Opening New Doors: Developing Interpersonal Communication Skills

Interpersonal communication skills, when strengthened, can help you express your feelings clearly and precisely. You can use these lifelong skills to move further up the career ladder, express yourself to your spouse or children, make new friends, and network with people who can help your cause.

The good news is that most people are not born with good communication skills. It’s a skill you can begin mastering today to effectively and assertively convey what you mean.

The Different Types of Communication

There are several different types of communication, but they all boil down to verbal, nonverbal (actions), written, and visual. These skills also referred to as people skills, can take you far.

Unfortunately, some people find it difficult to communicate with people and allow others to control and manipulate them. By learning it’s okay to speak up (and how to do so constructively), you can develop self-confidence.

The types of communication are:

Verbal – Verbal communication uses spoken language to convey meaning to others.

Nonverbal (actions) – Nonverbal communication includes nodding, shaking your head, and other actions such as crossing your arms over your chest (body language), facial expressions, or slamming doors when angry.

Written – Written communication includes books, letters, emails, newspapers, text messages, and other printed or digital words.

Visual – Visual communication concentrates on the things we can see and understand as an outlet in expressing feelings and thoughts. This includes artwork, graphs, charts, drawings, and pictures.

Some people learn better when several of these types of communication are combined. For example, you might be more comfortable learning new information using written and visual materials. And it might be easier for you to express your thoughts of very detailed, personal matters through written material (a journal) rather than talking (verbal communication) with someone.

Another type of communication frequently forgotten, but possibly the most important skill is active listening. Active listening is trying to not only hear the person but to understand them. This means not losing your focus to distractions or thinking about how you are going to respond to their comments. While active listening, you nod or shake your head, speak when necessary, and show empathy.

Developing Interpersonal Communication Skills

Perhaps you do well with one or two public communication skills but are sorely lacking in the others. You can learn how to develop good communication skills with a little practice. You can begin by implementing a few of the suggestions listed below.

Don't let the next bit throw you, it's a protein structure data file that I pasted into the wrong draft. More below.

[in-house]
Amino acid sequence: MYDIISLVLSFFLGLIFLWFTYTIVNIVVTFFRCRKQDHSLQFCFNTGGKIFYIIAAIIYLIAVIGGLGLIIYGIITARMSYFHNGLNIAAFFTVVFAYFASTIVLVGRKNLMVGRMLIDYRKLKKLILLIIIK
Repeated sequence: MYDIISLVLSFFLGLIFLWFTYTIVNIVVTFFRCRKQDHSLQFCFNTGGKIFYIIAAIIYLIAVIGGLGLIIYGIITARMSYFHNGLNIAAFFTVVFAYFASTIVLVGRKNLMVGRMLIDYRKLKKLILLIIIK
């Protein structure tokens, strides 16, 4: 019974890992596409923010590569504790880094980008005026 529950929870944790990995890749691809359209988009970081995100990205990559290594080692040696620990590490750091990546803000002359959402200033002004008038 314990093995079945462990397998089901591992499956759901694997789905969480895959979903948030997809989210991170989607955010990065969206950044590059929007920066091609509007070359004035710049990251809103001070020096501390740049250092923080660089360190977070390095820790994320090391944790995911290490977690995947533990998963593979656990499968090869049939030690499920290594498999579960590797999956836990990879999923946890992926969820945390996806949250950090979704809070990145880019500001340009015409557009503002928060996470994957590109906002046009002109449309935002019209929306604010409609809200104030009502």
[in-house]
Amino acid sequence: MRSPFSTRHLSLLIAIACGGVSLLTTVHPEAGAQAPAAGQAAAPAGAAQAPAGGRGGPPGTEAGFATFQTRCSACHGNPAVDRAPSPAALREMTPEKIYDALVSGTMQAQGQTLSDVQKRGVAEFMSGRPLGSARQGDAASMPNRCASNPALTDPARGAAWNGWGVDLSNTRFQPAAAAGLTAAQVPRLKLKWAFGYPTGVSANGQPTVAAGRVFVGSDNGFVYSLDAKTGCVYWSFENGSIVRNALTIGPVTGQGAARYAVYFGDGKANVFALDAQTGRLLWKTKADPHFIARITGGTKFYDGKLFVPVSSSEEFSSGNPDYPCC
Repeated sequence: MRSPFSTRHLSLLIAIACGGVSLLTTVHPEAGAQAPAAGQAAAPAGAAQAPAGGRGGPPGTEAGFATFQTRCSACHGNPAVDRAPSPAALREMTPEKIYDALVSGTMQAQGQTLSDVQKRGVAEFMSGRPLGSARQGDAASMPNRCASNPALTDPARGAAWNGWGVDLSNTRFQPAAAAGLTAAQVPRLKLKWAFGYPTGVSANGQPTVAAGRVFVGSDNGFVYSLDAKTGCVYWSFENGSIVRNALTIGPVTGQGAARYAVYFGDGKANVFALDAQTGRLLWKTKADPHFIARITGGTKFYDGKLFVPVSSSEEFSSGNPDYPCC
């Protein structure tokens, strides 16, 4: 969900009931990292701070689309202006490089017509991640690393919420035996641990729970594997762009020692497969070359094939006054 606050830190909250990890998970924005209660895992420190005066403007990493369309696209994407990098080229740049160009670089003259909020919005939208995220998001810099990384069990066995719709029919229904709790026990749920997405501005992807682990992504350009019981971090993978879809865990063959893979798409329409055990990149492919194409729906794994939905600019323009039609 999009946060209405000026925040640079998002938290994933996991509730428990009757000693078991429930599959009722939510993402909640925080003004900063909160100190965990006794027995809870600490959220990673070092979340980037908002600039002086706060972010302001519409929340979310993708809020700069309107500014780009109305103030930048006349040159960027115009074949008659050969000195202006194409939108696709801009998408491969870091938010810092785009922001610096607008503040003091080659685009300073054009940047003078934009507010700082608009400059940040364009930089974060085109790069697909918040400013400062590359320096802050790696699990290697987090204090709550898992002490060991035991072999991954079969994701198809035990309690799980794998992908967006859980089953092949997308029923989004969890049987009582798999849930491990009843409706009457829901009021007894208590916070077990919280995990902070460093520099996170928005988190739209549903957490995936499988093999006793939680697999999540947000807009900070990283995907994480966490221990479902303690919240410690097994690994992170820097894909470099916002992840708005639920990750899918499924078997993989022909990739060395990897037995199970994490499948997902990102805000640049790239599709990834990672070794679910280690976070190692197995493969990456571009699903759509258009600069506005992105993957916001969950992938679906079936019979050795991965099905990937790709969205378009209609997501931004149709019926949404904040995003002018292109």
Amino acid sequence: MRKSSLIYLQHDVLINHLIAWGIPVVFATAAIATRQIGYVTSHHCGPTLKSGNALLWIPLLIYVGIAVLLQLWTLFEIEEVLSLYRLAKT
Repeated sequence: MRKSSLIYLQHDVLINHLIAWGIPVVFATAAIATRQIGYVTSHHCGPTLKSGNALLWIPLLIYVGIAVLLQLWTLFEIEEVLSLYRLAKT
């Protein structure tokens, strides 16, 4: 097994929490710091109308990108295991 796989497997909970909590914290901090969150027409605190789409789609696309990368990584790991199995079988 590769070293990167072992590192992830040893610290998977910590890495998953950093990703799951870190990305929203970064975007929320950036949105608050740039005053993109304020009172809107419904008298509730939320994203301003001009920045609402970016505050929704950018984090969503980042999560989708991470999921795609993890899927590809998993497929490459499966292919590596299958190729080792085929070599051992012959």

If you are interested in learning more about how to strengthen your communication skills, you can find printed books and eBooks on the subject as well as courses that cover interpersonal and public communication.

How to Develop Active Listening Skills

Developing the ability to actively listen to someone requires you to focus solely on the person speaking. If the person is sharing an emotional story with you, be sure to respond as necessary with kindness and empathy. This is not the time to judge the person in front of you, but to try to understand what they are going through or the instructions they are giving you.

Sometimes it’s easy to get caught up on our responses to the other person that we simply stop actively listening. Take your time in your response if you need to. You want the other person to feel important and heard.

How to Develop Verbal Communication Skills

To truly improve your verbal skills, you should expose yourself to a wide range of vocabulary. Read books (both printed and eBooks) in various genres as well as nonfiction. Consider joining a book club to discuss insights on a book to improve critical thinking skills or join a debate team to pick up how to form an argumentative opinion.

Speak precisely and with confidence. It is not necessary to bog down a conversation with five-syllable words as most people will come away from the exchange either intimidated or bored.

If you are nervous about meeting a new acquaintance, approach the person with a kind smile, compliment them, and ask questions. People love to talk about themselves and what is important to them. Start with asking about their family, career, hobbies and interests, and what they want to do with their life. As people confide, they will begin to trust you because you care to know about them.

How to Develop Nonverbal Communication Skills

Whether you realize it or not, you are constantly giving away your thoughts and feelings with body language and facial expressions. For example, crossing your arms over your chest while talking to someone is considered a defensive move for protection. Do you feel threatened by what they are saying? Do you find their comments hurtful?

Strive to be mindful of your facial expressions and posture when you are talking to someone. Smiling and maintaining a relaxed and open posture will translate to others that you are a warm and friendly person with whom they can spend time conversing.

How to Develop Written Communication Skills

The written word surrounds us daily with billboards, newspapers, chat messages, text messages, and emails. How many emails and texts do you send daily? It is important to improve your writing skills, so you convey the correct meaning and induce the appropriate response.